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One-Way Analysis of Covariance. One-Way ANCOVA. ANCOVA. Allows you to compare mean differences in 1 or more groups with 2+ levels (just like a regular ANOVA), while removing variance from a 3 rd variable What does this mean?. ANCOVA. ANCOVA.

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ancova
ANCOVA
  • Allows you to compare mean differences in 1 or more groups with 2+ levels (just like a regular ANOVA), while removing variance from a 3rd variable
    • What does this mean?
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ANCOVA
  • Removing variance that is unrelated to the IV/intervention = removing error variance
    • Makes ANCOVA potentially a very powerful test (i.e. easier to find significant results than with ANOVA alone) by potentially reducing MSerror
    • Generally, the more strongly related are covariate and DV, and unrelated the covariate and IV, the more useful (statistically) the covariate will be in reducing MSerror
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ANCOVA
  • Why would this be useful?
    • Any longitudinal research design needs to control for T1 differences in the DV
      • I.e. If assessing change in symptoms of social anxiety over time between 2 groups, we need to control for group differences in T1 social anxiety
      • Even if random assignment is used, use of a covariate is a good idea – Random assignment doesn’t guarantee group equality
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ANCOVA
  • Why would this be useful?
    • Any DV’s with poor discriminant validity
      • I.e. SES and race are highly related – If we wanted to study the effects of SES, independent of race, on scholastic achievement we could use an ANCOVA using SES as the DV and race as a covariate
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ANCOVA
  • Why would this be useful?
    • If you’re using 2+ DV’s (MANOVA) and want to isolate the effects of one of them
      • ANCOVA with the DV of interest and all other DV’s used as covariates
      • Note: In this case we’re specifically predicting that IV’s and covariates are related, it’s not ideal, but what can you do?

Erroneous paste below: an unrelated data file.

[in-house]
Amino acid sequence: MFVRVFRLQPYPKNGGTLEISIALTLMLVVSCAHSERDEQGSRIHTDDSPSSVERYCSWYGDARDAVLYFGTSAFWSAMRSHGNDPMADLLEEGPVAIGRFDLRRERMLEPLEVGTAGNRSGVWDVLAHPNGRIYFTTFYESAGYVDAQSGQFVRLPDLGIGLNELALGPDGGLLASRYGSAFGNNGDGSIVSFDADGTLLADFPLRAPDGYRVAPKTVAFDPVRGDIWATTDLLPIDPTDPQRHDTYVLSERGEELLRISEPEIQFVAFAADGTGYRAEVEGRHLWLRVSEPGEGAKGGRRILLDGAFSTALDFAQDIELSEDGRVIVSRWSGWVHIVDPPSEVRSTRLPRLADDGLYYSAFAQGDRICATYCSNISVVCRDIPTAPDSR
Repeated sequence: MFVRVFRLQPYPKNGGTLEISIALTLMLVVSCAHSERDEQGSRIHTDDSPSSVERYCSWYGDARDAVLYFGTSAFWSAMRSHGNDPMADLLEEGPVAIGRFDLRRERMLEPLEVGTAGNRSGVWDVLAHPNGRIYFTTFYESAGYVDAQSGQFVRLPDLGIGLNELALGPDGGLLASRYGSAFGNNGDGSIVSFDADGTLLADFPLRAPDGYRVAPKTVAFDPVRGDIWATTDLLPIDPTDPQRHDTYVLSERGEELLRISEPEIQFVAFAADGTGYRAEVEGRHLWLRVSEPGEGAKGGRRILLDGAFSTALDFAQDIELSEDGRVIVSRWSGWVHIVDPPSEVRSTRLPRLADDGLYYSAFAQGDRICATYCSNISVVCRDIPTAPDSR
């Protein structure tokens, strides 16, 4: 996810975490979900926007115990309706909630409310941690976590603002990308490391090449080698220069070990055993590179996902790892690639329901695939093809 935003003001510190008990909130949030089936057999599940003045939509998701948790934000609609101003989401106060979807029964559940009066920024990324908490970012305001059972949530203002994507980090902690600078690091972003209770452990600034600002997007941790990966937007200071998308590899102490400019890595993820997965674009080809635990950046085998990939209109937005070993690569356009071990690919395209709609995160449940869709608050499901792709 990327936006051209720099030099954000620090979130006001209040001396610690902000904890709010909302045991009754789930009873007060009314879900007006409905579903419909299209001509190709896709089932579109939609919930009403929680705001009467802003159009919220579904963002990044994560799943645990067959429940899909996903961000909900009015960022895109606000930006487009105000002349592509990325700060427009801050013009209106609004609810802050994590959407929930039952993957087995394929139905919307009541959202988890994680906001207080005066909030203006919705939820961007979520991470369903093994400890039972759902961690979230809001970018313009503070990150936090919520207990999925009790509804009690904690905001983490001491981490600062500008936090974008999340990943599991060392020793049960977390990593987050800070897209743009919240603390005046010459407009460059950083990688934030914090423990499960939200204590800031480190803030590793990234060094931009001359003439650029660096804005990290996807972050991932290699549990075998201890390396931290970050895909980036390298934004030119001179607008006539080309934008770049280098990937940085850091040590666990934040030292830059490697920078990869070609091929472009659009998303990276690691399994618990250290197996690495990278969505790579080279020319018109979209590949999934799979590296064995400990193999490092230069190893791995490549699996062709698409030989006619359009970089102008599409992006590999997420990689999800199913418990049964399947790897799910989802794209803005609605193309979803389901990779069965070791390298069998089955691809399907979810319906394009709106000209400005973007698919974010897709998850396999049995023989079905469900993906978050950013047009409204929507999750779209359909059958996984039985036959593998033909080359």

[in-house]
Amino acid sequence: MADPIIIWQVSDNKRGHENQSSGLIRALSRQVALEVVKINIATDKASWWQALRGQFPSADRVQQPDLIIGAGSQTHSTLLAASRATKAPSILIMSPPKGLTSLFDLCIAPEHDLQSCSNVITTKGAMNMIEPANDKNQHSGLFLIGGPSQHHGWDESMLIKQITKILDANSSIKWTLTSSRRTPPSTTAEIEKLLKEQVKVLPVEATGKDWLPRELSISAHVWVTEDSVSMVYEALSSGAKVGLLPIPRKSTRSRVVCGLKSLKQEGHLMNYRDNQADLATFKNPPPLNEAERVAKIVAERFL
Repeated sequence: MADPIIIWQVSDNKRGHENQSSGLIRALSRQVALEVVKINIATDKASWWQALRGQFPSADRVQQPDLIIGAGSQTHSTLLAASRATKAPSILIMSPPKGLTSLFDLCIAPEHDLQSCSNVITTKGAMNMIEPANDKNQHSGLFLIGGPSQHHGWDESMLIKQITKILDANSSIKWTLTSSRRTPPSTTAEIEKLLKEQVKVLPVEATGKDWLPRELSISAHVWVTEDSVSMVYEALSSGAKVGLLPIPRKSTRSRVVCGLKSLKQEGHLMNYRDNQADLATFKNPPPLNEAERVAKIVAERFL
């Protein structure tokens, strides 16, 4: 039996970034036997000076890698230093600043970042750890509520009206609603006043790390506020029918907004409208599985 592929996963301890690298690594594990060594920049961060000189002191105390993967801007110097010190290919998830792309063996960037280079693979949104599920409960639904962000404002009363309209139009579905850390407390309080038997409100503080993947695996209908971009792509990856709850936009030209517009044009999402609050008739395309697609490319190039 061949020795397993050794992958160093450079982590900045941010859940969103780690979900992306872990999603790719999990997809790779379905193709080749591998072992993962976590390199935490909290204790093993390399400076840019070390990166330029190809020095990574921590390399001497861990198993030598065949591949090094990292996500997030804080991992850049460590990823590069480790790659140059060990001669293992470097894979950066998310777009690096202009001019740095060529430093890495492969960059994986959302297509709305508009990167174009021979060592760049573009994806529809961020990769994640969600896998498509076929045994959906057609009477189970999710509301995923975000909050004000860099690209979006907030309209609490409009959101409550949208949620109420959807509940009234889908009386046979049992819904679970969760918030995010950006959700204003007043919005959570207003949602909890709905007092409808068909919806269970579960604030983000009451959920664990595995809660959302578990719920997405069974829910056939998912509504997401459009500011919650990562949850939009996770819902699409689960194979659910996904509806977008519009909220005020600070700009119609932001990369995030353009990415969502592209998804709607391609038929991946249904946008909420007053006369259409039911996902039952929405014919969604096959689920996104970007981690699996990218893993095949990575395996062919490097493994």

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ANCOVA
  • However, ANCOVA should not be used as a substitute for good research design
    • If your groups are unequal on some 3rd variable, these differences are still a plausible rival hypothesis to your H1, with or without ANCOVA
    • Controlling ≠ Equalizing
    • Random assignment to groups still best way to ensure groups are equal on all variables
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ANCOVA
  • Also, covariates change the meaning of your DV
    • I.e. We studying the effects of a tutoring intervention for student athletes – We find out our Tx group is younger than our control group – (Using age as a covariate)  (DV = class performance – age)
    • What does this new DV mean??? Effects of Tx over and above age (???)
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ANCOVA
  • Also, covariates change the meaning of your DV
    • For this reason, DO NOT just add covariates thinking it will help you find sig. results
      • Adding a covariate highly correlated with a pre-existing covariate actually makes ANCOVA less powerful
        • df decreases slightly with each covariate
        • No increase in power since 2 covariates remove same variance due to high correlation
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ANCOVA
  • Assumptions:
    • Normality
    • Homoscedasticity
    • Independence of Observations
    • Relationship between covariate and DV
    • Relationship between IV and covariate is linear
    • Relationship between IV and covariate is equal across levels of IV
      • AKA Homogeniety of Regression Slopes
      • I.e. an interaction between IV and CV
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ANCOVA
  • Calculations
    • Don’t worry about them, in fact, you can skip pp. 577-585 in the text
    • Recall that in the one-way ANOVA we divided the total variance (SStotal) into variance attributable to our IV (SStreat) and not attributable to our IV (SSerror)
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ANCOVA
  • In ANCOVA, we just divide the variance once more (for the covariate)
    • IV: Inferences are made re: its effects on the DV by systematically separating its variance from everything else
    • Covariate: Inferences are made by separating its variance from everything else, however this separated variance is not investigated in-and-of itself